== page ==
Russia’s Health Ministry is considering a bold and unusual measure for ending cigarette use: prevent citizens born in 2015 and after from buying cigarettes.
"This goal is absolutely ideologically correct," said Nikolai Gerasimenko, of Russia’s health committee, to The Times.
The law wouldn’t have an effect for more than a decade, but this cut-off point could dramatically curb addiction in the future. The inability of a smoker to buy his or her own cigarettes would almost certainly discourage use, because nicotine addiction is dependent on the mundane purchase and use of cigarettes throughout a day. Having to rely on other people to buy cigarettes or solely going through unregulated channels, especially if that means potential penalties, would most likely deter potential smokers.
Russia already has some strong anti-smoking measures in place: people can’t smoke in workplaces, bars, restaurants, ships, trains, and many public places.
However, the country doesn’t tax cigarettes, which is one of the most effective ways to reduce cigarette consumption. In parts of the country, a pack can be bought for around $1.
And Russia has one of the highest rates of smoking in the world. More than 59% of Russians 15 and older smoke and the average Russian adult smokes about 2,700 cigarettes a year. (Indonesia has the highest above-15 rate of smoking in the world at 76.2% and Panama has the lowest rate at 10.6%.)
The kind of prevalence in Russia makes it hard for young people to avoid influential exposures — parents, friends, or role models who smoke and explicitly or implicitly encourage the practice. But if future generations are simply unable to buy cigarettes, then use rates will eventually drop. Over time, the government will also be able to pair this ban with other measures that may be hard to enact today, such as larger taxes or outright bans on cigarette production.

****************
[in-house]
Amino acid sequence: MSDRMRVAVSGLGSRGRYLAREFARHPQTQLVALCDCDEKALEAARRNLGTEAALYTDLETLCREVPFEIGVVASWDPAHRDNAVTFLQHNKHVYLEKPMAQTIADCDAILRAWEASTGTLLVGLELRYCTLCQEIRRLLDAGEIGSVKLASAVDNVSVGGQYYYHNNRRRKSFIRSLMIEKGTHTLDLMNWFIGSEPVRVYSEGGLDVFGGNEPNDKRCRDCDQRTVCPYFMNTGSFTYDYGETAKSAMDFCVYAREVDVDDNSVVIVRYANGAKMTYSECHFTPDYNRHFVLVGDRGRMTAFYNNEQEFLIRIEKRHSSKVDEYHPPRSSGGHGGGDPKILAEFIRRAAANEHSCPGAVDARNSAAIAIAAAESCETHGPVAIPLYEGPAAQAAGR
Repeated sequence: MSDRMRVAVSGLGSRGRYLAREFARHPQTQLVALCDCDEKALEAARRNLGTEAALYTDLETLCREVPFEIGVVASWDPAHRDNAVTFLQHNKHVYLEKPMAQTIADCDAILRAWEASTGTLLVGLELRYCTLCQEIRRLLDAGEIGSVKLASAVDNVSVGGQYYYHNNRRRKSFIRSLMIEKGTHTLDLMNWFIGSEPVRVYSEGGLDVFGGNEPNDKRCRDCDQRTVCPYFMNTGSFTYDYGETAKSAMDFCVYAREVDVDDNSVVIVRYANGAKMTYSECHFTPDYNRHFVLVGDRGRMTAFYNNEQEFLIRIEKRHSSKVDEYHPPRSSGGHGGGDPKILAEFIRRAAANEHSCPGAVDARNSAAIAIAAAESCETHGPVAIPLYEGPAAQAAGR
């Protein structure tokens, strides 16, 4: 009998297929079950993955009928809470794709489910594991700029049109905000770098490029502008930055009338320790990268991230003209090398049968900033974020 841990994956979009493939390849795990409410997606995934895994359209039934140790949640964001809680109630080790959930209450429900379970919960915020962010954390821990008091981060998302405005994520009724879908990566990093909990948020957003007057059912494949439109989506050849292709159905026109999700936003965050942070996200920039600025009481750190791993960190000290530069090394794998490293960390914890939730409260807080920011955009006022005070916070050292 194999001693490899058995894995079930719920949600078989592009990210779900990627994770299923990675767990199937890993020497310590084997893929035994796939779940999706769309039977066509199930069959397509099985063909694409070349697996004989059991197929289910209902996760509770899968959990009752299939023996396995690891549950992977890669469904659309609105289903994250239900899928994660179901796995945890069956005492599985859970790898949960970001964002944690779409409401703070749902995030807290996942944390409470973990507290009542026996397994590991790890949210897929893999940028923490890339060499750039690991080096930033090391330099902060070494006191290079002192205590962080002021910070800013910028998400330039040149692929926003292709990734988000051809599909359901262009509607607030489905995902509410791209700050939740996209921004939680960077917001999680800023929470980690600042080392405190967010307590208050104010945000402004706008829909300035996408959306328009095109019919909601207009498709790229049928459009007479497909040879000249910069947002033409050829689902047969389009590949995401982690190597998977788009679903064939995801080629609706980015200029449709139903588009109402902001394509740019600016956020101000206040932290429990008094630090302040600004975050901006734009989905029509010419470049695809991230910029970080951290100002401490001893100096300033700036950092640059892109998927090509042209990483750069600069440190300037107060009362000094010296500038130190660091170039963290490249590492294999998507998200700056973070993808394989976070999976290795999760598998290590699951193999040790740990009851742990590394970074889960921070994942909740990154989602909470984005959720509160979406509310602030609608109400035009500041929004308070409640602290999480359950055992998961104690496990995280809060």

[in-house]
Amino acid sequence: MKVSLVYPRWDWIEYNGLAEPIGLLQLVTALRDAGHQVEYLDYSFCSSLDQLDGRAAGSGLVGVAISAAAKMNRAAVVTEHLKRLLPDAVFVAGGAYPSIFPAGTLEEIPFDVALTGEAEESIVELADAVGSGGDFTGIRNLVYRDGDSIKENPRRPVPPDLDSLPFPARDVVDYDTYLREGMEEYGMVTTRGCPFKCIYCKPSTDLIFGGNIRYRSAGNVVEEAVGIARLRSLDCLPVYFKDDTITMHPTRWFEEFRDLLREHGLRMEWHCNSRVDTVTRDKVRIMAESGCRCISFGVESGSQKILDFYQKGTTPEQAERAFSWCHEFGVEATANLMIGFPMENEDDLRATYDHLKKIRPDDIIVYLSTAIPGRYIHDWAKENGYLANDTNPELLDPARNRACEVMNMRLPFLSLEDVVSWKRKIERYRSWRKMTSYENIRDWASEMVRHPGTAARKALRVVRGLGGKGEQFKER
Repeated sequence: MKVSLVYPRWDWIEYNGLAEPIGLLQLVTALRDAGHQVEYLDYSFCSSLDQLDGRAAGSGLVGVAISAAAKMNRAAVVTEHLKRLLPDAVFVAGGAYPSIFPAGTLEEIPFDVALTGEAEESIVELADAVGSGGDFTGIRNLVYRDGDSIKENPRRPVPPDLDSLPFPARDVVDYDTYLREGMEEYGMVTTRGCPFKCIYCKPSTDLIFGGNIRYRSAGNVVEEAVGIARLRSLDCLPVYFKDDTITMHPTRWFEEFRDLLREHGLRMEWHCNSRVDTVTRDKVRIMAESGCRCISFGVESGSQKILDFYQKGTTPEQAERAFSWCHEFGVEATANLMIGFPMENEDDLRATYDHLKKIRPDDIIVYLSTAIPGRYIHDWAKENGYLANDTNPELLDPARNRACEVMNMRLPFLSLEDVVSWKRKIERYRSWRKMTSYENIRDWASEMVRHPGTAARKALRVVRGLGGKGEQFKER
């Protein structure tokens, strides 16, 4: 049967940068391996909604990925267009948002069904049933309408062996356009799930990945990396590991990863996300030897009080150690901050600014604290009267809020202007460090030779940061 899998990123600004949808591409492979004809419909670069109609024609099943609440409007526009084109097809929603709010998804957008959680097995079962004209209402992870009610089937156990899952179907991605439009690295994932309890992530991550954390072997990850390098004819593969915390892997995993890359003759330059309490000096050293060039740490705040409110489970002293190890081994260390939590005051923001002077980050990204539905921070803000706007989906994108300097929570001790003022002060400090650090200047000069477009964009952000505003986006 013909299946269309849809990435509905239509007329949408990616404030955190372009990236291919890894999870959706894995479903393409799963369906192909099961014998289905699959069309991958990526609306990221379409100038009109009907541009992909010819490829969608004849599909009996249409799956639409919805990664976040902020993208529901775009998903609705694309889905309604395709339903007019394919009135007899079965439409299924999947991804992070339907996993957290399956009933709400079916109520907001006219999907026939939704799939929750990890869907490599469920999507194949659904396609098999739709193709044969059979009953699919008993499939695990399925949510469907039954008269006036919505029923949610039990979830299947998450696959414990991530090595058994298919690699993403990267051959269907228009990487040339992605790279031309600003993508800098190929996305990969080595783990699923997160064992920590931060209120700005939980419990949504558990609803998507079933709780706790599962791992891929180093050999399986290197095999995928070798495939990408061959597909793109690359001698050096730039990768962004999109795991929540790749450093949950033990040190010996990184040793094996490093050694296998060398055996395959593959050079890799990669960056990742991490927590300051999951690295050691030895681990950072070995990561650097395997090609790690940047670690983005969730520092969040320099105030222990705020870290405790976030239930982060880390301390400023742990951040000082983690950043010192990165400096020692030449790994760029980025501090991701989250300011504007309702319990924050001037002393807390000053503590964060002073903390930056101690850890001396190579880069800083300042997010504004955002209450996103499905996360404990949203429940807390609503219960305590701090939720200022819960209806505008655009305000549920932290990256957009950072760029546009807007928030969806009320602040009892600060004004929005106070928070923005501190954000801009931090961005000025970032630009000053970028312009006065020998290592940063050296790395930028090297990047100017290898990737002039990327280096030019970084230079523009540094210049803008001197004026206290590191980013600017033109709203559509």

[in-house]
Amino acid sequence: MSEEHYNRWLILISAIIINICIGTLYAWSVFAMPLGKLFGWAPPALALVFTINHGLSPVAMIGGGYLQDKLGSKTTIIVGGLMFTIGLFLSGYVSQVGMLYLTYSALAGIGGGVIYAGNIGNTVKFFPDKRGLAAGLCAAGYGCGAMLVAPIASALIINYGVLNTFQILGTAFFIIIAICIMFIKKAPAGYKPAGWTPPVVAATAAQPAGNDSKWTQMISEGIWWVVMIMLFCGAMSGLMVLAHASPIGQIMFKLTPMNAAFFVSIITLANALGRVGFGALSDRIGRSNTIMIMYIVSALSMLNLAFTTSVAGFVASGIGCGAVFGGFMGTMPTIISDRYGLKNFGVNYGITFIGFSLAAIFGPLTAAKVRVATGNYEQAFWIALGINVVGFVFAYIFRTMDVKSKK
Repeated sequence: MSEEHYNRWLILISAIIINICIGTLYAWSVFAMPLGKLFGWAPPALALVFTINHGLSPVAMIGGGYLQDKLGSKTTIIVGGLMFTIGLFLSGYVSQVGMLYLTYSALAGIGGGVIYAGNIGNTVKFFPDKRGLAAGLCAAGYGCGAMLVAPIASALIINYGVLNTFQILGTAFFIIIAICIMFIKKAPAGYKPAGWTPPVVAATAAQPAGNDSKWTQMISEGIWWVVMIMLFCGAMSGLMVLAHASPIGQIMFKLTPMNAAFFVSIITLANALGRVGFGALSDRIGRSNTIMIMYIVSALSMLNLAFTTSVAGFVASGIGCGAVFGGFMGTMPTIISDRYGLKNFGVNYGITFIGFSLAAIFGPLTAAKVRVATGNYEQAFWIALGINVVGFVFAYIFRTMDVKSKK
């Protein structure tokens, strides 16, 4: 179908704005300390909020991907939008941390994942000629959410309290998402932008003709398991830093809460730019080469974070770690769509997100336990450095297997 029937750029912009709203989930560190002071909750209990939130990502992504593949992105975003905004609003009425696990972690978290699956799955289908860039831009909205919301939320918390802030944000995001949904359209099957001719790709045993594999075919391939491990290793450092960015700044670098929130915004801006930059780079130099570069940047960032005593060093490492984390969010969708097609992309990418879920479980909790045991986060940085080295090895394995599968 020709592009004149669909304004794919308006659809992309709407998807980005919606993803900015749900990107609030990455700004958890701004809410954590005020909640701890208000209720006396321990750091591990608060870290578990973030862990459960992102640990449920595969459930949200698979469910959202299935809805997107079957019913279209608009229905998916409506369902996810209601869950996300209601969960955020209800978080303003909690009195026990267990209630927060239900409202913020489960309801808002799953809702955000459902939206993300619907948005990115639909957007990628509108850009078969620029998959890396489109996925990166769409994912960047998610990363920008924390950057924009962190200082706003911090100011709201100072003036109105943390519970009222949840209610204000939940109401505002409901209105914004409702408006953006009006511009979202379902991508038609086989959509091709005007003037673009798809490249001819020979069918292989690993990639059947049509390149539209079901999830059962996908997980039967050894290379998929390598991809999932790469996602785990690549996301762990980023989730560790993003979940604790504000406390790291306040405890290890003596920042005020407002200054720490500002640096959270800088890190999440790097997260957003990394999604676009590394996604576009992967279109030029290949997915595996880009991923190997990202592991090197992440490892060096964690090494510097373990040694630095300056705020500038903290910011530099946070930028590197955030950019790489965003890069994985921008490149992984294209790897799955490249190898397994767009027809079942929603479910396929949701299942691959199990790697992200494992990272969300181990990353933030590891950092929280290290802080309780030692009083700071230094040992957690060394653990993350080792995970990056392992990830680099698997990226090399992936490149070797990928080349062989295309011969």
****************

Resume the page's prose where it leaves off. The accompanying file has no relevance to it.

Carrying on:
Other countries have gotten creative, if gross, with anti-smoking campaigns — creating packaging and advertisements that illustrate in lurid details the harms of smoking. Like with higher taxes that cut into paychecks, anything that makes the act of smoking less pleasurable is an effective deterrent.
Tobacco use kills more than 6 million people each year, and many millions more experience all sorts of severe health complications such as cancer, stroke, and heart attacks.
In 2012, more than 400,000 Russians died from smoking-related diseases.
Youth are especially prone to marketing from tobacco companies and peer pressure, and are, therefore, more prone to forming an addiction to nicotine.
Russia’s latest proposed measure may seem heavy-handed, but it’s long past due that people across the world accept the hazardous effects of cigarettes.
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